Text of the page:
Supplementary Records
Underbarrow

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Institute of Historical Research

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Author

John F. Curwen (editor)

Year published

1926

Pages

166-169

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'Supplementary Records: Underbarrow', Records relating to the Barony of Kendale: volume 3 (1926), pp. 166-169. URL: http://www.british-history.ac.uk/report.aspx?compid=49363 Date accessed: 24 October 2014.


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UNDERBARROW.

1663 25 November. Nicholas Fisher to Daniel Fleming, concerning a meeting of above a hundred Quakers at Underbarrow, on Sunday last. Hist. MSS. Com., 12th Rep. 31.

1671 7 October. Memorandum that upon the 20th July, 22 Charles II, John Phillipson of Calfgarth, yeo. came before Robert Phillipson, esq., at Calfgarth and gave information upon proof of the oaths of witnesses that Christopher Birkett of Underbarrow and his wife, Henry Hewert and Mary his wife, John Pepper, Miles Halhead and Thomas Cowper all of the same, Miles Bateman of Tullithwayte, younger, and Miles Hubersty of the same, Richard Judson of Crooke, John Thompson, Geo. Thompson, Peter Bateman and Dorothy Bateman all of the same, Rob. Thompson of Milnebecke, Geo. Dodgson of Strickland Ketle, Jas. Dodgson and his wife, John Helme, Randle Williamson and Ellis Kitchin all of the same, Roger Bacchus of Kendall and Jas. Newby of the same, Thomas Grave of Hugill and his wife, Elizabeth Grave, widow, and Isabell Salkeld of the same, did each on 4 July last assemble and unlawfully congregate in the house of the said Christopher Birkett of Underbarrow with other evil doers and disturbers of the king's peace unknown to the number of forty persons besides the family of the said Christopher at the assemblage of a conventicle and gathering under colour and pretext of exercising religion otherwise than allowed by the Liturgy of the English Church and against the king's peace, his crown and dignity, and against the form of the Statute in such case made and provided, wherefore the said Christopher Birkett and the other evil doers are convicted, Christopher Birkett's fine £20, Miles Bateman's fine £20, for taking upon himself to (concionari) in the meeting and upon each other person five shillings for their consent, according to the form of the Statute, etc. (K. Indictment Book, 1669-1692). See also under Loughrigg.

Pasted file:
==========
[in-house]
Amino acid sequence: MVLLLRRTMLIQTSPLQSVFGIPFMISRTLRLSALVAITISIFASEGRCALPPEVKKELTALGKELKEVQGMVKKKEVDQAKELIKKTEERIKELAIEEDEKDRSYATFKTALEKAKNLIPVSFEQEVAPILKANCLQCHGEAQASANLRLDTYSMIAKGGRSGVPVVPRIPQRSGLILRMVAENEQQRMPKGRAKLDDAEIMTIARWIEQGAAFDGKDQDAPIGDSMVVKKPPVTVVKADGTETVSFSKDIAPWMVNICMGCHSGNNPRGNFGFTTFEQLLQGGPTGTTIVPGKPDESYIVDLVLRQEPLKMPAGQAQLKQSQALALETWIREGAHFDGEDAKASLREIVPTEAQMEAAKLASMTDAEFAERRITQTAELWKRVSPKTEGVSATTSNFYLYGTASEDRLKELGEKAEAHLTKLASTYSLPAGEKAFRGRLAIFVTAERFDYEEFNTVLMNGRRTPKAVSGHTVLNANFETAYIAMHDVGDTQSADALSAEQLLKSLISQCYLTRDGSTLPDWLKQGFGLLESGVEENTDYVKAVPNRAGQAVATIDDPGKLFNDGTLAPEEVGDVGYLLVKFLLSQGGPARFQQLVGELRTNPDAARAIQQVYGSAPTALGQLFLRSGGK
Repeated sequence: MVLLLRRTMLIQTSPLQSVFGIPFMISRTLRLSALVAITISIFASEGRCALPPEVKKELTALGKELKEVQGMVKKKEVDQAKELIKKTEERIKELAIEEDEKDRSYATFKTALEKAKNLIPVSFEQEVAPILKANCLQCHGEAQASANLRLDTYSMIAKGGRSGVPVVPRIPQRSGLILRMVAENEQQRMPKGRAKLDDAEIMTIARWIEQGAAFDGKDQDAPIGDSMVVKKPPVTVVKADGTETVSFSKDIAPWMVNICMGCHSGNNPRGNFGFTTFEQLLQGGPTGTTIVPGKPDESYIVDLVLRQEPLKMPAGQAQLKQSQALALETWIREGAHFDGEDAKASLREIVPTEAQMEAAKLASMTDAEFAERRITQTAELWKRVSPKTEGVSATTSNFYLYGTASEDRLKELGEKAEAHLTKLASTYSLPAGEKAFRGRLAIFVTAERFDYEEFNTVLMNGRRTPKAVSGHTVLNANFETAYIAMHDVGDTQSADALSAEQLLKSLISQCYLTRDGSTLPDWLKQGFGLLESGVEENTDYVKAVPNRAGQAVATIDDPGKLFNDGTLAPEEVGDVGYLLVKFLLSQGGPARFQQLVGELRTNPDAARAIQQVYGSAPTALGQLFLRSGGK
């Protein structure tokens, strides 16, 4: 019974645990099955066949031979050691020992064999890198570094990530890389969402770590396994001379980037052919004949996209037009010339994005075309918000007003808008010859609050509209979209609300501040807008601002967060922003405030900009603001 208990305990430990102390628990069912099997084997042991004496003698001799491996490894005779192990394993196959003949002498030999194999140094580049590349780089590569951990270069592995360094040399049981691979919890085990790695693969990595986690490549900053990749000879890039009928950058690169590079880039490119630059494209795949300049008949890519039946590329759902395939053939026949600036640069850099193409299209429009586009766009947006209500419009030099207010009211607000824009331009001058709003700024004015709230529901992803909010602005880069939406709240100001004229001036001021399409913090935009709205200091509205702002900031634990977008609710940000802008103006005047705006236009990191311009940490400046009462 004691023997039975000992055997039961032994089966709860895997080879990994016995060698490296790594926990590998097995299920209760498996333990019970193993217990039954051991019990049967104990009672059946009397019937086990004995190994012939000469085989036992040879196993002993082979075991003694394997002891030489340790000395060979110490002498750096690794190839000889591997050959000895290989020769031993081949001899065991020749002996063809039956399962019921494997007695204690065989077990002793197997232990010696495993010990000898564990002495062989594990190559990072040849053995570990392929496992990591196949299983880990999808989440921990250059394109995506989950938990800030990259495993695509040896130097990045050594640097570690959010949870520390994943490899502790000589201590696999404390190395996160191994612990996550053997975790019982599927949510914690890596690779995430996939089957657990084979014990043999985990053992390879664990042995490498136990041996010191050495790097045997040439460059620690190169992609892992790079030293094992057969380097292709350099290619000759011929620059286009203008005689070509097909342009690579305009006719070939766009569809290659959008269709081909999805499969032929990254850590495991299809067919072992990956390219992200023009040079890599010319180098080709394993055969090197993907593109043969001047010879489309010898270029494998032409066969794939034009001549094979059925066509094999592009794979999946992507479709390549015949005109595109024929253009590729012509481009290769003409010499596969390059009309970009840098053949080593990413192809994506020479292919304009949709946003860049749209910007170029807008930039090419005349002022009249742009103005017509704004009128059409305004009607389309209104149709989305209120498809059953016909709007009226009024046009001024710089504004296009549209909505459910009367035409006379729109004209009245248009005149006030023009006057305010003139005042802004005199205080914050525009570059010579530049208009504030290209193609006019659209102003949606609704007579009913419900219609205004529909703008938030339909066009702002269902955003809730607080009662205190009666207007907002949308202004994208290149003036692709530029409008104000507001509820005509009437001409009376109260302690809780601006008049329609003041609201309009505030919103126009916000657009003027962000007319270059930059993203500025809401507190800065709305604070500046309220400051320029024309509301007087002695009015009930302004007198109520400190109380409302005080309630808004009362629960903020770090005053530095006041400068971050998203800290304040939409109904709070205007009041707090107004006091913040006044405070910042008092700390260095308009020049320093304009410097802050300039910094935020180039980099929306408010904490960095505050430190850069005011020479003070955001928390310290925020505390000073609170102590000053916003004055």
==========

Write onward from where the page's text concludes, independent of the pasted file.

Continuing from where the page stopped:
1691 9 October. Petition of Anne Eskrigg of Underbarrow that on 29 August last a sudden and lamentable fire happened in her house that burnt down and consumed the barn and part of the dwelling house with all her hay and corn, husbandry gear and part of her bedding and household stuff, the loss computed at £6 15s., the truth of all which sufferings appears to this court under the hands of several substantial persons, the deplorable condition of the said poor sufferer is hereby recommended to the charitable benevolence of well disposed Christians within the Churches and Chapels and other places of Divine worship within the Barony of Kendall, and it is likewise recommended to the Churchwardens of every parish to go from house to house with the poor sufferer to receive the alms of all charitable people if the Churchwardens think fit. K. Indictment Book, 1669–92.

1696 24 April. The following, being suspected persons, have neglected or refused to make and subscribe the Declaration and take the Oaths: Geo. Layburne, Marm. Tunsdall, gentlemen, John Layfield, Nich. Thornbarrow, Tho. Maskew and John Wilkinson, all in the constablewick of Underbarrow and Bradley Field. K. Indictment Book, 1692–1724.

1708 The Chapel of Underbarrow was built anew this year. Local Chron., XIX.

1718 10 October. Gregghall Laine in Underbarrow and Crosthwaite presented as in decay for want of repair. K. Indict. Book, 1692–1724.

1724/5 15 January. Information by Will. Steel, present surveyor of Bradley Field, and Henry Rawlendson the next surveyor that the inhabitants of the hamlet of Bradley Field have wrought their six day's work according to the Act, but the way being so much out of repair that the six days are not sufficient, move for an order for an assessment to be laid in the hamlet for raising £1 10s. for putting the highway in repair; Order for an assessment. K. Order Book, 1696–1724.